Louisiana's Value-Added Mess

Value Added Methodology (VAM) Stability/Validity in Louisiana

(excuse the formatting - can't make adjustment) 
VAM as it is currently being used has approximately a 10-39% stability/validity rate
Written by:

Wayne Free, Former Assistant Executive Director, Louisiana Association of Educators
In a report entitled The Status of the Development of the Value Added Assessment Model as specified in Act 54 - A report to the Senate Education Committee and the House Education Committee of the Louisiana Legislature, February 25, 2011.” Drs. George Noell and Beth Gleason Strategic Research and Analysis, Louisiana Department of Education (DOE) write: The results show moderate stability across years. Teachers who fell in the bottom 20% in2007-2008 were likely to fall in the bottom 20% of results again (mathematics: 45.3%; ELA: 39.8. They were unlikely to move to the top of the distribution one year later. Teachers who were in the top 20% in 2008-2009 were most likely to fall in that range in 2009-2010 (mathematics: 61.6%; ELA: 55.7%). They were unlikely to move to the bottom of the distribution one year later.

Perhaps I am weak in mathematical analysis but when I read data that is not consistent with the conclusions, I question the reasons.  Over 50% (54.7%) of the teachers that scored in the bottom 20% of the VAM mathematics score in 2008-2009 scored above the bottom 20% in 2009 - 2010  In fact, of the teachers who scored below 10% over 70% raised their score the 2nd year without changing teaching practice.  So much for moderate stability” (ELA scores were even wider). The same can be said of the teachers who scored in the top 20%

A closer look at the report and confirmed by Dr. Noell indicates that teachers who fall in the bottom 10% of VAM scores in 2007-2008 would fall in the bottom 10% in Math 26.8 % of the time and in ELA 22.3% of the time even if they did nothing different the next year.  A teacher who fell in the top 10% in 2007-2008 would fall in the top 10% approximately 45.8% of the time in Math and in ELA 37.5% of the time even if they did nothing different.

VAM as it is being used currently has approximately a 75% error rate (73.2% in Math, 77.7% in ELA) at the bottom 10% level and approximately 57% error rate (54.2 in Math, 62.5% in ELA) at the top 10% level based on the Validity numbers in the departments report.

Additional Data from the Louisiana Department of Education (DOE) reinforces the earlier data and adds additional years to the information. In the new data, the stability from 2009-2010 through 2011-2012 drops to 10% at the Ineffective level over the period and 21% at the Highly Effective level.  Neither number is sufficient to justify the current use of VAM in Louisiana. (See following charts and table 1.1 below… data supplied by DOE 10/12/2012)

Rating Level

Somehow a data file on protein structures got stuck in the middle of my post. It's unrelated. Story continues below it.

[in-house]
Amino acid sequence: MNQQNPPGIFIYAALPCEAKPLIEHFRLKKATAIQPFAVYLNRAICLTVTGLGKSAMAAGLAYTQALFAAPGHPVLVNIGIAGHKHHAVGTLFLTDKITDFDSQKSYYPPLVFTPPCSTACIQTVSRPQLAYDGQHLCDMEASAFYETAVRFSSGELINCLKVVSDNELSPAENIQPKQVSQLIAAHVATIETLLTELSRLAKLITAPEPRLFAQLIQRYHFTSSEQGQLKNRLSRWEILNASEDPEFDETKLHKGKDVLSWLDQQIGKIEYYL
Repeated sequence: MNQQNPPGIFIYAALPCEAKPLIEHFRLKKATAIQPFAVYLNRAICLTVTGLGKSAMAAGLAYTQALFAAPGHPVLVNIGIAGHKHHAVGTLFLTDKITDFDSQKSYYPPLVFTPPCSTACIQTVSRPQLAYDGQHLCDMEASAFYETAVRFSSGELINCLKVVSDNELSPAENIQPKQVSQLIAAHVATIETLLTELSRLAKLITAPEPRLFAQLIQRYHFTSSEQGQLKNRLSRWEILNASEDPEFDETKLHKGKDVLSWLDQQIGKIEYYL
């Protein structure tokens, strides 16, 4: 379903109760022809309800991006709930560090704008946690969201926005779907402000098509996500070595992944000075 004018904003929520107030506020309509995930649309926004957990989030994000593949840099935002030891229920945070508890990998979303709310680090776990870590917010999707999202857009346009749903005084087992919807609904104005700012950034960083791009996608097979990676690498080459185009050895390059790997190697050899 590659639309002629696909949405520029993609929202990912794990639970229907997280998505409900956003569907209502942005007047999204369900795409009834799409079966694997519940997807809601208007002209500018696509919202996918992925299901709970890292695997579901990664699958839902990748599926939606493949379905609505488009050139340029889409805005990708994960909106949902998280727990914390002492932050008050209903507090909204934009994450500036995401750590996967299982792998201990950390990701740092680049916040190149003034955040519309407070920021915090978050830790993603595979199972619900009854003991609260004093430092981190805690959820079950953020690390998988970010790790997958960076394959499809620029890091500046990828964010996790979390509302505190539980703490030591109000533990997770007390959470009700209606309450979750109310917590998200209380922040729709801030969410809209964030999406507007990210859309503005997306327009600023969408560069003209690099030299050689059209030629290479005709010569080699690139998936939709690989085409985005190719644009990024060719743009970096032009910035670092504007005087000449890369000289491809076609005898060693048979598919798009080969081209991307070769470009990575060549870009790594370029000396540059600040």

2009-2010 original
number Rated
2010-2011 number
remaining in the original
Rating
% Remaining at the original level
% moving up at least one level
% moving down at least one level
1-10% (Ineffective)
539
137
25%
75%
0%
11-49% (Effective emerging)
3085
1659
54%
37%
9%
50-89% (Effective Proficient)
3391
1892
56%
11%
33%
90-99% (Highly Effective)
800
319
40%
0%
60%
Total Individuals Rated
7815







Rating Level
2009-2010 original
number Rated
2010-2011 number
remaining in the original
Rating
2011-2012 number
remaining in the original
Rating
% Remaining at the original level
1-10% (Ineffective)
539
137
52
10%
11-49% (Effective emerging)
3085
1659
944
31%
50-89% (Effective Proficient)
3391
1892
1092
32%
90-99% (Highly Effective)
800
319
169
21%


Others agree: A report by the Economics Policy Institute (EPI) reinforces the instability of VAM scores.  In the announcement of the study results EPI writes, Student test scores are not reliable indicators of teacher effectiveness, even with the addition of value-added modeling (VAM), a new report by leading testing experts finds. Though VAM methods have allowed for more sophisticated comparisons of teachers than were possible in the past, they are still inaccurate, so test scores should not dominate the information used by school officials in making high-stakes decisions about the evaluation, discipline and compensation of teachers. 

A recent report released by Marcus A. Winters, a senior fellow at the Manhattan Institute and an assistant professor at the University of Colorado, Colorado Springs says, VAM-based measures of teacher performance can be quite imprecise. When VAM is used to inform tenure decisions, it is likely that some average and even above-average teachers could be removed from the classroom because of a low VAM score caused by random variation in measurement over the years, rather than their own failures.

All of this would be academic if it werent for the politics of the issue and the rush to judgment about teacher performance using a system that is inappropriate for high stakes” decisions.

If you are interested in further information about VAM research or other issues surrounding teacher effectiveness email me. 



2010-2011
2011-2012
2009-
2010
Rank
Bottom
1% - 10%
Middle
11% - 49%
Middle
50% - 89%
Top
90% - 99%
Bottom
1% - 10%
Middle
11% - 49%
Middle
50% - 89%
Top
90% - 99%

Bottom
1% -
10%
(539 )
25.4%
(137)
57.5%
(310)
16.5%
(89)
0.6%
(3)
38%
(52)
50.4%
(69)
10.2%
(14)
1.5%
(2)